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A Day Without A Woman’ Was A Day Of Activism Across The Country

Above Photo: MAYOREDLEE/INSTAGRAM. At San Francisco City Hall, hundreds gather to honor International Women’s Day on Wednesday.

The nation goes red.

Here are the women you missed.

Cities across the country were awash in red on Wednesday as thousands gathered to show support for International Women’s Day.

The rallies ― which mobilized men and women in New York, California, Pennsylvania and Washington, D.C., among other states ― was part of “A Day Without A Woman,” which organizers described as a day of “economic solidarity.”

Women were encouraged to take the day off and strike to “highlight the economic power and significance that women have in the U.S. and global economies,” Women’s March organizers said. Many people wore red to show their support for the movement.

The strikes were similar to last month’s A Day Without Immigrants, a nationwide protest against President Donald Trump’s immigration crackdown.

The strike in New York City began as early as noon, starting in Central Park before moving to Trump International Hotel, and later to Washington Square Park.

BLOOMBERG VIA GETTY IMAGES Demonstrators lift their signs outside Trump Hotel during the Day Without a Woman strike in Manhattan.
Demonstrators lift their signs outside Trump Hotel during the Day Without a Woman strike in Manhattan.

Maribeth Whitehouse, 53, a middle school special education teacher in the Bronx, said she took a personal day from work to attend her first-ever strike.

“Attending this strike is something you have to wrestle with as a teacher, because you’re leaving your students for a day. But teachers use many ways to instruct, including teacher modeling,” Whitehouse said. “And today I’m modeling social justice for my students.”


She said she has noticed an uptick in hateful speech among some students ever since Trump was elected. Other kids, she said, came to school after the election in tears because they were afraid of the future.

“They’re worried about their parents being deported, or separated from their relatives,” she said. Some parents have started calling her on the phone for teacher meetings rather than showing up in person because they worry about being taken by Immigration and Customs Enforcement agents, she added.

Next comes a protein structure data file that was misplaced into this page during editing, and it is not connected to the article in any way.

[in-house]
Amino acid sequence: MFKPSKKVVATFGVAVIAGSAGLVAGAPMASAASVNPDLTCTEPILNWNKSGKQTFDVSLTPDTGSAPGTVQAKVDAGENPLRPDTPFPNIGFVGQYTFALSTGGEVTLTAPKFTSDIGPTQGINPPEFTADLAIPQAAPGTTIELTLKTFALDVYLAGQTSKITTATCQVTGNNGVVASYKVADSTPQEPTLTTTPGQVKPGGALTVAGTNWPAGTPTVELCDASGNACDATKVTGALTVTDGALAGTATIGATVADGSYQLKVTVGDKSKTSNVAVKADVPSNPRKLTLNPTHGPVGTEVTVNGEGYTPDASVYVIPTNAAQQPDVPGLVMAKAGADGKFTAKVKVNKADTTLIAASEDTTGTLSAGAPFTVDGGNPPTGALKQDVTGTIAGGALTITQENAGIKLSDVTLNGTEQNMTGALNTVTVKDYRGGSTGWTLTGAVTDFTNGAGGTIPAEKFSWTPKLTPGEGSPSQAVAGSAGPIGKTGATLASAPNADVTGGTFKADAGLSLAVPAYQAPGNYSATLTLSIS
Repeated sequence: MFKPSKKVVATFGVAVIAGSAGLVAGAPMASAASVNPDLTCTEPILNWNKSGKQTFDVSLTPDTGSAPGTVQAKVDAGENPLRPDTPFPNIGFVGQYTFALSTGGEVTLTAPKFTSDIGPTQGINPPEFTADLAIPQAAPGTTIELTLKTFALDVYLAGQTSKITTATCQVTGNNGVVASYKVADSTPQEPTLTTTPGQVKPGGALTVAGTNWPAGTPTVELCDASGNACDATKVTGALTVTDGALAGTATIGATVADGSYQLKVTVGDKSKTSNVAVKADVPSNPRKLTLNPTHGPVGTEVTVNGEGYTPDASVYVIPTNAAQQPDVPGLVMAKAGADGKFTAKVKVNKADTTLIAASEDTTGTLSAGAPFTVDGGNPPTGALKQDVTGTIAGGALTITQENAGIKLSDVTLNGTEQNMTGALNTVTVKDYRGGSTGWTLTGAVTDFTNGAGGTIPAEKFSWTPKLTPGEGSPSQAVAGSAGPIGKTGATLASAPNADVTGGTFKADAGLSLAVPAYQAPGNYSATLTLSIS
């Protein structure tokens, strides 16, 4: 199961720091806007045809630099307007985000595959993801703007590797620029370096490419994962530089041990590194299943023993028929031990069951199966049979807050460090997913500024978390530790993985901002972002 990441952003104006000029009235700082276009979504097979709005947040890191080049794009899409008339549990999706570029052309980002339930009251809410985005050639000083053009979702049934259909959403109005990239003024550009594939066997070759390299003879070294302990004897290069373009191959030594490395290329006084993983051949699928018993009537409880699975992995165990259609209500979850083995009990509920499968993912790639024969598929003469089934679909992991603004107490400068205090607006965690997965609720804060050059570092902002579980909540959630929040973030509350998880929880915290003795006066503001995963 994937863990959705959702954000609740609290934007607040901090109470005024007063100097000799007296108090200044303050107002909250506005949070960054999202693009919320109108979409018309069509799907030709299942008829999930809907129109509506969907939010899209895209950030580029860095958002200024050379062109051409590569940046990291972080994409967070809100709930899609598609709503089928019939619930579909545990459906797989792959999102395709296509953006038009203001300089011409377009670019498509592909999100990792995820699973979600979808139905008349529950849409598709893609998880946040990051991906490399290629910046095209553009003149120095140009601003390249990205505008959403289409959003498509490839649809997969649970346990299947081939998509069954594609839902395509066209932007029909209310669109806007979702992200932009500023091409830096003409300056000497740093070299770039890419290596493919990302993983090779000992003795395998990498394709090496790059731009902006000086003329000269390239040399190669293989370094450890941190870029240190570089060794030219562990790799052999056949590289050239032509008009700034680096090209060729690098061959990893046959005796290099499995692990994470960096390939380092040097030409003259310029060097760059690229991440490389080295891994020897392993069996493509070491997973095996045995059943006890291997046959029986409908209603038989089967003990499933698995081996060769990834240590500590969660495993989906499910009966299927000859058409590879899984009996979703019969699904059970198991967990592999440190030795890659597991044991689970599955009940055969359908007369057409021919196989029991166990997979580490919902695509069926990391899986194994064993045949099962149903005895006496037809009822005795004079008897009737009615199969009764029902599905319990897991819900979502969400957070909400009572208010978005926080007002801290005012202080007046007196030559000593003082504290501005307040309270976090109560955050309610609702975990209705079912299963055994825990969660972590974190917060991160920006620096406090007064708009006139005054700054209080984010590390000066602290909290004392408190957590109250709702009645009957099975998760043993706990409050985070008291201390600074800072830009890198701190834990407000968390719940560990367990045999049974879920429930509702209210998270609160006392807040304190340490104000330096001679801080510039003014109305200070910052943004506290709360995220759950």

Some of the organizers of the Jan. 21 Women’s March on Washington were arrested outside Trump Hotel in Manhattan after engaging in civil disobedience ― cops had demanded they get off the street, and they refused.

The crowds in Los Angeles and outside San Francisco’s city hall were gargantuan.

“Today you saw such a cross-section of people of all different ages, people of all different colors, people of all different sexual orientations, people of all different socioeconomic statuses,” Shannon Craine of San Francisco told The Huffington Post. “It really doesn’t matter, we’re all here for the same kind of reasons. We all care about women’s rights. … There’s some things we’re just not willing to negotiate about.”

She said she’s been keeping a list of “20 to 30 issues” that she calls Congress about every day.

“I think they’re just kind of waiting for us to lose interest,” she said. “Steve Bannon even made a comment about how he’s waiting for this to die out due to apathy, and I don’t see that happening. I think a lot of people are very serious about this and not willing to watch their country be destroyed by Trump and his agenda.”


In Chicago, roughly 400 people gathered Wednesday evening at the headquarters of the Chicago Teachers Union. They represented an array of groups: minimum-wage activists Fight for 15, local teachers, health care and transit union members, Planned Parenthood of Illinois, and immigrant rights and anti-racism groups.

Chloe Stratton, 33, said she attended Wednesday’s rally in part to promote transgender inclusion at the events organized by the coalition behind the Women’s March.

Stratton, a trans woman, said she was “terrified and angry” in the wake of Trump’s recent order that rescinded federal protections for transgender students. “It’s even harder for those young students — as you grow older, you learn how to cope with these things. But for a kid, it’s just so hard.”

Despite the actions and remarks by the Trump administration that have raised concerns among many women, a feeling of determination was widespread at the rally.

“He just makes me stronger,” said Stratton, who plans to speak at a women’s rally Sunday in Chicago. “Everything he does just makes me want to fight harder.”

Earlier in the day, Trump tweeted that he has “tremendous respect for women.”





Trump was also on blast for a now-infamous video in which he advocated for sexually assaulting women and bragged that he tried to have sex with a married woman.

When you’re famous, Trump said, “you can do anything. Grab them by the pussy.”

On Wednesday, women showed they weren’t having it. The processions were partly a show of solidarity against sentiments like Trump’s, as well as a soapbox for women who have gone unheard for far too long.

“When you find your voice, you never want to shut up,” said Bree Washington, 26, in Los Angeles. “I feel like we’ve come full circle ― that we’re still fighting on issues from the ‘60s like equal pay for women. I want to be a part of something bigger than myself, for my grandmothers, for my mother, for myself.”

It would appear even Lady Liberty participated in the strike. The statue went dark for two hours Tuesday night in what the National Park Service called an “unplanned outage” while repair work was done. But we like to think the real reason was out of solidarity for her fellow women.


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